4.56 d (18.56)

7.94 d (12.63)

15.18 c (12.75)

21.32 d (10.73)

30.92 d (6.90)

8.83 c (12.42)

3.72 c (8.05)

Mean

5.23

7.97

13.10

20.79

28.07

35.26

11.30

4.83

Test sites with the same letter for a given age are not significantly different from each other at the 5% level (Tukey’s test).
Numbers within parentheses are coefficients of variation.

 

 

Table VI - Results of ANOVA (mean squares) for annual girth, total number of vessel rings and bark thickness for all four sites.

Source of variation d.f.

Annual girth

Total number of vessel rings Age 6

Bark thickness Age 6

Age 1 Age 2 Age 3 Age 4 Age 5 Age 6
Replications / sites 8 0.1592  ns 1.0232 ns 1.6664 ns 3.5004 ns 5.3252 ns 10.1253 * 0.7349 * 0.0635 *
Genotype (clones) 6 0.9493 ** 2.1661 ** 4.4360 ** 8.6914 ** 14.3749 ** 13.4298 ** 4.3049 ** 0.6905 **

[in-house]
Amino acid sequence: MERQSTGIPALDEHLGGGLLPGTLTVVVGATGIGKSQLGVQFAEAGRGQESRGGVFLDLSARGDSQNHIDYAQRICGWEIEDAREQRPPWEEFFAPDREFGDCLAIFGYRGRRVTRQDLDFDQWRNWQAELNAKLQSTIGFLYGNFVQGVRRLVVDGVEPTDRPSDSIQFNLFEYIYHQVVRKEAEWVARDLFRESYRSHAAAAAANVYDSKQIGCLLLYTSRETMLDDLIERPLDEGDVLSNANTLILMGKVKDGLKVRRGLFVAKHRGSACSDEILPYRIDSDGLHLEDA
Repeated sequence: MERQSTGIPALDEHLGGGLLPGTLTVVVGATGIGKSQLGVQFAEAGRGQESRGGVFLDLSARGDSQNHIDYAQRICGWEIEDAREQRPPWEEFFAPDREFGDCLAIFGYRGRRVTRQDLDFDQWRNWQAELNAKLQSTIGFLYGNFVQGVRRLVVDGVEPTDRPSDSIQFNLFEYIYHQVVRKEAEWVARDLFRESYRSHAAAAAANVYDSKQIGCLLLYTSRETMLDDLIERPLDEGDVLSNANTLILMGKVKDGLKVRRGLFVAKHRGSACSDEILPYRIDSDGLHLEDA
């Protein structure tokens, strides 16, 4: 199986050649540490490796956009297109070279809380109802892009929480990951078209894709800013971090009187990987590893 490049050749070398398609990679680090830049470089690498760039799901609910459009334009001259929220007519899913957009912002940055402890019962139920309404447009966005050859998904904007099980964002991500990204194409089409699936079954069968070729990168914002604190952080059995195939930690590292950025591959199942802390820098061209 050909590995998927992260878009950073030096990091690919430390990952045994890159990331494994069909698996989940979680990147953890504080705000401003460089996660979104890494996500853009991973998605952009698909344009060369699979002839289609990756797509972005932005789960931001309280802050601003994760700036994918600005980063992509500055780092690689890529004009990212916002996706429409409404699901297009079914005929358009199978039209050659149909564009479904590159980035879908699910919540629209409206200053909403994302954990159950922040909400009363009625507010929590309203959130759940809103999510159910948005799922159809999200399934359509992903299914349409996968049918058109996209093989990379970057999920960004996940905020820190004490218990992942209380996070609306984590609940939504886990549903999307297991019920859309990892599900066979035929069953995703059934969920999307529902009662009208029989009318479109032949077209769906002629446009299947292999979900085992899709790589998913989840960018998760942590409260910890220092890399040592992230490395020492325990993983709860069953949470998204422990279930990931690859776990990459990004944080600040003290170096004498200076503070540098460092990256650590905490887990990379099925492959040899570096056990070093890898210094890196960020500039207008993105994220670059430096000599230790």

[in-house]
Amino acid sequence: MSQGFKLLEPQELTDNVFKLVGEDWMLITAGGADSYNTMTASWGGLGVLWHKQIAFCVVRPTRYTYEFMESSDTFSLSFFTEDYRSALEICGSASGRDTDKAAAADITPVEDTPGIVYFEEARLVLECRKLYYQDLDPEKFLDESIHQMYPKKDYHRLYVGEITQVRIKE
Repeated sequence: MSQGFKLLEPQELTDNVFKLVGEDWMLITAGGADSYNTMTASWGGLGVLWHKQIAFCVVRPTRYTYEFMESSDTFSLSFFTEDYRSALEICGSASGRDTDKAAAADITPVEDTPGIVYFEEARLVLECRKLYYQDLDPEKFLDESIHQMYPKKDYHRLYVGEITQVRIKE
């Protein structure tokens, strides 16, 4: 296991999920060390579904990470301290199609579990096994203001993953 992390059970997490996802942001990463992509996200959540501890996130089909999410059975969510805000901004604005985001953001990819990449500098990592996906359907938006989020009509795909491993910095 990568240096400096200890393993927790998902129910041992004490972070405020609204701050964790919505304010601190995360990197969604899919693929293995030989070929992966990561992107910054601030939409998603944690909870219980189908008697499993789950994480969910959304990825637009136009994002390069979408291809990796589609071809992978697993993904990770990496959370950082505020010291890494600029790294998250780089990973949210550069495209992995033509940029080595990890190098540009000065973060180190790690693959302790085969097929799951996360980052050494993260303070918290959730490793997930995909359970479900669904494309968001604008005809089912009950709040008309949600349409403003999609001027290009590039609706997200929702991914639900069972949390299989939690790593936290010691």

Sites 3 164.1948 ** 187.1683 ** 471.5881 ** 367.6456 ** 613.6456 ** 504.7943 ** 233.1972 ** 20.7519 **
Genotype x sites 18 1.8169 ** 2.1699 ** 5.1448 ** 6.9947 ** 9.5171 ** 8.9115 * 1.4156 * 0.1362 *
Residual (mean) 48 0.1376 0.5382 0.9987 2.9385 3.5082 3.6813 0.4780 0.0501
Mean1 5.23 7.97 13.11 20.80 28.07 35.26 11.30 4.83
Coefficient of variation %  7.27 9.85 7.95 8.44 6.86 6.07 6.44 4.79

1Girth, total number of vessel rings and bark thickness are expressed in cm, unit and mm, respectively.
*P < 0.05; **P < 0.01; ns = Not significant.